This shocking conclusion was recently published by The World Economic Forum.

I have learned during my thirty years in the plastics recycling business that the best solution is usually the simplest.

On land we burn trash to make electricity. My solution to the marine plastic pollution problem is the same, and not to reinvent the wheel just because the problem exists at sea as opposed to on land.

The ocean’s plastic pollution remediation process I propose consists of the following:

  1. Modify trawlers and factory fish ships to scoop plastic out of the ocean.
  2. Build a series of off shore, oil-rig style power plants, where feasible, to burn it and create electricity. Ships can be modified to be power plants and follow thefuel source too.
  3. Send the electricity to the mainland through trans-oceanic cables.
  4. Neutralize the ash making it suitable forany variety of products such as concrete, road surface material or use it as landfill to build up islands losing ground torising ocean levels – or create a new island somewhere all together like was done with Lower Manhattan, La Guardia Airport or Dubai. (New York’s LaGuardia is built on coal ash from power plants).

As seaweed and barnacles attach to the plastic it is beginning to sink and it also degrades and falls apart.  Much of the Great Pacific Garbage Patch is not visible and is floating 3-5 feet under the water’s surface. These polymer pollutants can be scooped up out of the water the way netters round up and catch large schools of eatable fish with mile long nets.

The urgent problem is that the sun and salt is rapidly breaking down floating plastic into small particles and it’s starting to float around the world. As this continues and increases it then is impossible to collect. The small particles are then ingested by birds, fish and mammals and many seabirds and turtles have plastic in their stomachs now.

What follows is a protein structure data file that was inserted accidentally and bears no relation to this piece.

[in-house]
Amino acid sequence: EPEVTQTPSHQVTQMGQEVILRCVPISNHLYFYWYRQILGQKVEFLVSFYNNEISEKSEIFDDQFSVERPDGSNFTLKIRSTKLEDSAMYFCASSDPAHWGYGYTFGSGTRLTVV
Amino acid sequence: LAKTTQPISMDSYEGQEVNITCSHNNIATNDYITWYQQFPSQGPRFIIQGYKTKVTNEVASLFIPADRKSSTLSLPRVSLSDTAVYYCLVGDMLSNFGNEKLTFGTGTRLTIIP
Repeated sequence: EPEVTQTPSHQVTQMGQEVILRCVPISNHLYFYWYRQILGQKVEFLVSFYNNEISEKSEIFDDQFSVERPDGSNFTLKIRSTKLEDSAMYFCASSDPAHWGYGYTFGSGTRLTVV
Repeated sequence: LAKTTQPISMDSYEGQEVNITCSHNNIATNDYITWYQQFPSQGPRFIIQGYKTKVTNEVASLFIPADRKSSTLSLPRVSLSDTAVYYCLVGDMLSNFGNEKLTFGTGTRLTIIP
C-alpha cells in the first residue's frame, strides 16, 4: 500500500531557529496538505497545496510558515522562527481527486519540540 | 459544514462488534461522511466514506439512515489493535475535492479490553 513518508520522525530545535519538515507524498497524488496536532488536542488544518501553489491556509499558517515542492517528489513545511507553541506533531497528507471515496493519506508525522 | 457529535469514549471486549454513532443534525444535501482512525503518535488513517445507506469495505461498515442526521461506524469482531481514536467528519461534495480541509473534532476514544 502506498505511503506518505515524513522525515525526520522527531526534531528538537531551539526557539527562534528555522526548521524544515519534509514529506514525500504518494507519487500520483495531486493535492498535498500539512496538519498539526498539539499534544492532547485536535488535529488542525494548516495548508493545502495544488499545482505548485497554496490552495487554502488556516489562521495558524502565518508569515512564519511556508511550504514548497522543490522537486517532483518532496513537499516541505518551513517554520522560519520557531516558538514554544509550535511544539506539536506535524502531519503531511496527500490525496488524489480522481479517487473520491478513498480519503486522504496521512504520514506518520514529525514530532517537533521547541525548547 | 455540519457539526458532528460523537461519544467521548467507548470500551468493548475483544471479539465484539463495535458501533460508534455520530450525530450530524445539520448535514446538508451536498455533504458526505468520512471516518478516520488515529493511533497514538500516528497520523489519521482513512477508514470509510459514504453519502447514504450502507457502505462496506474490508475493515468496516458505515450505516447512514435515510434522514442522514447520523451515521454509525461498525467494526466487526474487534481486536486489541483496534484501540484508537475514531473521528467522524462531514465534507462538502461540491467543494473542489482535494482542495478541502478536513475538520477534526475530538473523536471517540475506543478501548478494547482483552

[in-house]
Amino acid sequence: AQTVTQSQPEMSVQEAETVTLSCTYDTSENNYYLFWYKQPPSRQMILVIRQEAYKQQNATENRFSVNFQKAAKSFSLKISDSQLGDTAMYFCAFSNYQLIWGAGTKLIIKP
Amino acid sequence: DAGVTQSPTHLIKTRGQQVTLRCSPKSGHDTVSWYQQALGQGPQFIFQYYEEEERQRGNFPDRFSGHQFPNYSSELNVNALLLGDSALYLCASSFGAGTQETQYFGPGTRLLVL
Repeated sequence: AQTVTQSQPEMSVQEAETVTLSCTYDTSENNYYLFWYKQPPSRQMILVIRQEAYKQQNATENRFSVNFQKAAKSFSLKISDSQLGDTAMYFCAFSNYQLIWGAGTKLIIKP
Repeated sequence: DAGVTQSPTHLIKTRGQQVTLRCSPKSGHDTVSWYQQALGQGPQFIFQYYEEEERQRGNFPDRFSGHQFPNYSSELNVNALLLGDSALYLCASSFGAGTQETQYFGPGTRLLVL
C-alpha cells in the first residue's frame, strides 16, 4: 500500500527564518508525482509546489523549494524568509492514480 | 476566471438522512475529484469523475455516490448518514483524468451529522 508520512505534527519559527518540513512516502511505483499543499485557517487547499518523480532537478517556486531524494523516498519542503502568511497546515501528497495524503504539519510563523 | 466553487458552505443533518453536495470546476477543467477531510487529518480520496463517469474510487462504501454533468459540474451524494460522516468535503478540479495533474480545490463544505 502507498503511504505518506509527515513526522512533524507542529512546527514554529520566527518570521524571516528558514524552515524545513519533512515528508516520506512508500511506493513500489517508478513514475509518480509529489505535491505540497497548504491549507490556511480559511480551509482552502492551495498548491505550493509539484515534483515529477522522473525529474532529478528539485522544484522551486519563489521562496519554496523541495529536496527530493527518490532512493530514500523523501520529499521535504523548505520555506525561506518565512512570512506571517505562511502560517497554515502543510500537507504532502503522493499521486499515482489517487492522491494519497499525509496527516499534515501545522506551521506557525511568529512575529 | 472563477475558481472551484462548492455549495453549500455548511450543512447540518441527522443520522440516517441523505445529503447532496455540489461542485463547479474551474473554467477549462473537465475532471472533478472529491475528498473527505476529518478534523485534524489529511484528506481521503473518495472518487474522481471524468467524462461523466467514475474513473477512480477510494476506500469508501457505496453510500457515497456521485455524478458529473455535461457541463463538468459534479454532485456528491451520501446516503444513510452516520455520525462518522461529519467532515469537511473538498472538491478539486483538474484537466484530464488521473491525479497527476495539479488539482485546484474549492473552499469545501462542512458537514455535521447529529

Most plastics are not compatible with one another and there is more than enough mixed plastics on land now to make recycled plastic products such as lumber, pipes and nursery products. There is a glut of mixed plastic material resources already around the globe. It is entirely unrealistic to project that the difficult to sort and reprocess commingled plastic harvested from the Pacific is going to be sold and used, therefore it must be used to fuel power generating turbines.  Another viable option for marine plastic debris is converting it into fuel with plastic to fuel (PTF) technologies, which has been accomplished on land for many years. Thetechnology for both processes is readily available and currently commercially utilized and once again large factory ships could be retrofitted as on-site ocean going recycling plants. The ships could be powered by the fuel they recycle and sell off the surplus at profit to perpetually fund the operation.

It is time that “We the People” of the planet champion this cause that is literally threatening our very survival on Earth. Plastics for packaging and consumer products are two of the fastest growing industries in the world. Take a look in any store – just about everything is now individually packaged and wrapped for single use. It’s hard to find a product that does not contain plastics or is all plastic. Much of it is ending up in our oceans and only after we use it one time! Plastics make our life better but, at the same time, we must take responsibility for its environmentally safe disposal and recycling, post use.

As producers and consumers of disposable plastics products that are now choking our life-giving seas to death, we must act fast as a civilization to solve this problem. Every day we delay it gets horribly worse and harder to solve.  No person or plastics company can pass the buck any longer.

Sincerely,

Michael Domino

CEO Domino Plastics Company Inc.

www.Domplas.com